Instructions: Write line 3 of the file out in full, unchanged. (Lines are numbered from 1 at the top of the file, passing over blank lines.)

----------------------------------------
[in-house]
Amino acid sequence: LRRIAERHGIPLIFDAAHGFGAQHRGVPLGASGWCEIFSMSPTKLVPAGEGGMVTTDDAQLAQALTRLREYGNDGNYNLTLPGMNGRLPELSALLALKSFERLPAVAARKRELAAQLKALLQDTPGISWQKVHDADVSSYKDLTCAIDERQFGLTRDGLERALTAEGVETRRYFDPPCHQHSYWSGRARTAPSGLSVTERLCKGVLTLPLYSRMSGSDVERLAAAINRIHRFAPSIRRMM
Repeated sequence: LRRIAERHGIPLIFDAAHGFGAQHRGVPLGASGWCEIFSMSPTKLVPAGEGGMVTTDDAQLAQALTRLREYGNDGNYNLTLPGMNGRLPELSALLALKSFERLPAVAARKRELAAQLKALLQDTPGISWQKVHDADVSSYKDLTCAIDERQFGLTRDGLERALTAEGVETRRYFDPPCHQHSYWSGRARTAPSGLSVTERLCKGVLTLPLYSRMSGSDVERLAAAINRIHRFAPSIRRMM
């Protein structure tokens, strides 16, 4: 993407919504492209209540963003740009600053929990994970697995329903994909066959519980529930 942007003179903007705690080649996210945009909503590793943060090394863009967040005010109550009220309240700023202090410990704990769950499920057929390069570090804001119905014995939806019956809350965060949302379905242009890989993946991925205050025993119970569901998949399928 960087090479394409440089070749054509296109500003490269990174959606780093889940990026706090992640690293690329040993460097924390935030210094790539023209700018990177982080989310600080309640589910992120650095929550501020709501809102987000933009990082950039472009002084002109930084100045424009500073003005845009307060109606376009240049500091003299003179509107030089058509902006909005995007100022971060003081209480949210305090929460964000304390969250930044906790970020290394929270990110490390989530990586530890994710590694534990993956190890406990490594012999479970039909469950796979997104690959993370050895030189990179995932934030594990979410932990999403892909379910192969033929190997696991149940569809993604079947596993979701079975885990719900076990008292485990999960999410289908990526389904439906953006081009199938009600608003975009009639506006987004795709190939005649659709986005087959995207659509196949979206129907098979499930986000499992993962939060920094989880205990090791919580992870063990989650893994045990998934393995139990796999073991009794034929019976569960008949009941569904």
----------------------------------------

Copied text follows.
Repeated sequence: LRRIAERHGIPLIFDAAHGFGAQHRGVPLGASGWCEIFSMSPTKLVPAGEGGMVTTDDAQLAQALTRLREYGNDGNYNLTLPGMNGRLPELSALLALKSFERLPAVAARKRELAAQLKALLQDTPGISWQKVHDADVSSYKDLTCAIDERQFGLTRDGLERALTAEGVETRRYFDPPCHQHSYWSGRARTAPSGLSVTERLCKGVLTLPLYSRMSGSDVERLAAAINRIHRFAPSIRRMM